A third of asset managers and other groups that applied to become signatories to a tough governance code for investors failed to reach the required standards for inclusion.
The UK’s Financial Reporting Council, which assessed the list, said only 125 applicants with £20tn in assets under management passed the review to become signatories to the Stewardship Code.
This included firms like BlackRock, abrdn, Fidelity International, Aviva Investors, Man Group, Aviva Life and Pensions UK Ltd, Barclays Bank UK Retirement Fund.
There were 189 applicants in total, including 147 asset managers, 28 asset owners, including pension funds and insurers, and 14 service providers, including data and information providers and investment consultants.
The failure of 64 applicants with £12tn assets under management, a third of the total number of firms, comes as pressure grows on fund managers to ensure they are clear and transparent about their approach to environmental, social and governance investing.
The revamped code comes amid a surge in ESG assets, which have reached a record high during the Covid pandemic.
Data from Morningstar show assets in sustainable investment funds grew by 12% to $2.24tn globally at the end of the second quarter, with asset managers launching 177 new sustainable products to cater for rising demand.
EU policymakers have already taken steps to curb ‘greenwashing’ with the introduction of the Sustainable Finance Disclosure Regulation in April. The new rules are designed to help investors decipher which investment funds employ the highest ESG standards.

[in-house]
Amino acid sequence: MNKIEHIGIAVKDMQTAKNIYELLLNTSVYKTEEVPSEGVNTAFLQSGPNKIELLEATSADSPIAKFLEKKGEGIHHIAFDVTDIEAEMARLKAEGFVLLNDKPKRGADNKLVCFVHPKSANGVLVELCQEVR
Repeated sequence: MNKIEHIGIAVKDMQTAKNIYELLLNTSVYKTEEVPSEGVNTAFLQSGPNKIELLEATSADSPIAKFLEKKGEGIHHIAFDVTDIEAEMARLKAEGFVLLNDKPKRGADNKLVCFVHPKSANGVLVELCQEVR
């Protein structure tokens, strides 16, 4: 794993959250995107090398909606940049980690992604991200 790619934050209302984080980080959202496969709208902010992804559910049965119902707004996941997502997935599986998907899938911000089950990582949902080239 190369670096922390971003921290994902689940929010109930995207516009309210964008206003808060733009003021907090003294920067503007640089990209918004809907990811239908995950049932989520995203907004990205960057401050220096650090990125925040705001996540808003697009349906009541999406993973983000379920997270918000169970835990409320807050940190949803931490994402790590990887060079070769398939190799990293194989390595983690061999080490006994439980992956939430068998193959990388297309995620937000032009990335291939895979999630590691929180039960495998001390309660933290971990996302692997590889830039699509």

The FRC’s Stewardship Code comprises a list of principles for asset managers, owners and service providers.
Firms that failed to make the cut did not address all the principles or sufficiently evidence their approach, instead relying too heavily on policy statements, the FRC said.
The FRC also found weaknesses in firms’ reporting on the approaches to review and assurance, and monitoring service providers.
“We would also like to see more focus on identifying areas for improvement,” the FRC said in a statement.
The FRC said it was pleased with investors better integrating stewardship, and ESG factors into their investment decision-making, reporting on asset classes other than listed equity and identifying the outcomes of their efforts.
There was also some strong reporting on underpinning governance activities, the FRC said.
To remain signatories, organisations will need to continue to improve their reporting as market practice and expectations evolve.
Adherence to the code, which took effect in January 2020, is an indicator of the extent to which asset managers and owners invest money for savers and pensioners in line with 12 principles relating to sustainable benefits for the economy, environment and society.
There is a separate set of six principles for service providers – investment consultants, proxy advisors, data providers and others – covering policies, processes, activities and outcomes of effective stewardship.
Unsuccessful applicants can reapply in future application windows. The next opportunities are 31 October 2021 and 30 April 2022.
Unsuccessful applicants are encouraged to consider the individual feedback provided along with the upcoming annual review of reporting to be published in November.
The FRC’s chief executive, Sir Jon Thompson, said the publication of the list delivers on the recommendations of The Kingman Review “in respect of stewardship and demonstrates our continued commitment to serve the public interest as we transform to becoming a new regulator.”
The list of successful firms are below:
Aberforth Partners LLP
To contact the author of this story with feedback or news, email Penny Sukhraj